3. As reported elsewhere on the blogosphere, the major posek of Toronto, Rabbi Shlomoh Eliyahu Miller, issued a letter calling Rabbi Slifkin every name under the sun, condemning his books, and then for good measure adding some science. You can read the letter here and judge its contents for yourself. I think English translations are being posted on the web. I doubt that any LOR in the city will dare comment on it.
4. As to an earlier document circulated in the city - allegedly forged - I have no idea of this incident.

Thursday, December 01, 2005

Slow blogging

Sorry for the untypically slow blogging this week -- I've been particularly short of time. In fact, I'm actually going on vacation next week so you're not likely to hear much from me until the Monday after next (the 12th). I think I've lined up an excellent guest blogger, though, so stay tuned!
UPDATE, 5 Dec: Sorry, the guest blogger didn't pan out. I'm off for a vacation in the sun and will be back, blogging as usual, next Monday pm. In the meanwhile, hopefully our Toronto correspondent will be increasing his blogging output. Have a good week!

Wednesday, November 30, 2005

They may be rich, but they're morally bankrupt

The search for the world's most vulgar bar/batmitzvah continues -- with a party that reportedly cost $10m (!!!!!). Or did it? The father of the batmitzvah girl, David Brooks, reassures the NY Daily News that "all dollar figures [are] vastly exaggerated."
If the papers were actually doubling the figures, that meant he only spent $5m. What a relief. For a moment there I thought he'd completely gone over the top. Phew!

Creative fundraising

Jewish schools are apparently having to go to wilder and wilder lengths to fundraise. Not so long ago we had a school in California auctioning off a house. Now, Yeshiva Flatbush is raffling off a slightly less attractive, but equally inventive prize of 3 million air miles. The opportunity to "visit your mother in law in California every year for the next 120 years" (is this necessarily a prize?) starts at $250 a ticket.
Here's a suggestion for the next school that needs a fundraiser. Why don't they raffle off free tuition for life for an entire family? I'm sure a lot of parents would be willing to pay $250 for that.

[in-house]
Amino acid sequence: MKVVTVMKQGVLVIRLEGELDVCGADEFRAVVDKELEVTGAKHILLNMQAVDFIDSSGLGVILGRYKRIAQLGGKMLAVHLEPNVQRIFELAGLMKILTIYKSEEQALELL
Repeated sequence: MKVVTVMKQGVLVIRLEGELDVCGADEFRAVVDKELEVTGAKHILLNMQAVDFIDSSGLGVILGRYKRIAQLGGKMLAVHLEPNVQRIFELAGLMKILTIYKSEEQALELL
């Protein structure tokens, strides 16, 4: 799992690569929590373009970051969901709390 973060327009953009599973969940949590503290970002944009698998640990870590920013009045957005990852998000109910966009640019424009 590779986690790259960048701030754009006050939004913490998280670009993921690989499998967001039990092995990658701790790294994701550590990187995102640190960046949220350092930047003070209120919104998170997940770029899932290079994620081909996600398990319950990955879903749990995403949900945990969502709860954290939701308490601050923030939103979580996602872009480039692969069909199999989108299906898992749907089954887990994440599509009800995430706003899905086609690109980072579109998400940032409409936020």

Tuesday, November 29, 2005

Where the blogosphere gets a little eerie.....

I've always wanted to know who fellow London blogger "Karl" from Knifedge Kvetch was, and since he mentioned on his blog that he was going to be at the Matisyahu concert, I did briefly wonder last night where he was in the massive crowd. When I went onto his blog this morning to find out what he had to say about the gig, I was pretty flabbergasted to discover that, not only did I meet him last night, we actually had a conversation -- although he didn't let on his secret identity at the time :-(

Monday, November 28, 2005

Matisyahu live

Continuing my Jewish culture blitz, I went tonight to hear Matisyahu in his first ever concert in London, which was kicking off a European tour. It was a full house -- 800 people -- and I have to say, I've never seen anything like it. The sight of this slightly gangly chossid -- whose trainers were the only sign as he came on stage that perhaps he wasn't a totally typical yeshivah bocher -- driving the audience into a frenzy was simply surreal. Where other stars might get the audience going by tearing off their shirt, a very charismatic Matisyahu got his shrieks by taking off his hat (song 2) and then -- gasp! -- his black coat (song 4). At one stage some woman actually shouted that she loved him and someone started throwing their clothes on stage. The men were all in the front rows were all reaching out to touch him. One wonders if even the Lubavitcher Rebbe himself ever inspired quite such mass hysteria...
That said, the most remarkable part of it all was not the star but the audience. I've never seen such a wide variety of people at a Jewish musical event. He got everyone from the slightly rebellious haredim (all heavy smokers...) and the modern orthodox to the totally secular, the Kabbalah Center freaks, the secular Israelis, women with rasta hair and more than a few non-Jews. Which got me thinking: to what do we attribute this Matisyahu phenomenon? He's not the only Jewish musician using non-Jewish music forms to reach out, but he's certainly the most successful and he really does seem to appeal to an extraordinarily wide range of people. Part of it, I started thinking, was to do with the ba'al teshuvah movement, perhaps the nature of Lubavitch is part of the story here, certainly the fact that reggae is much cooler than the faux-pop of other religious performers...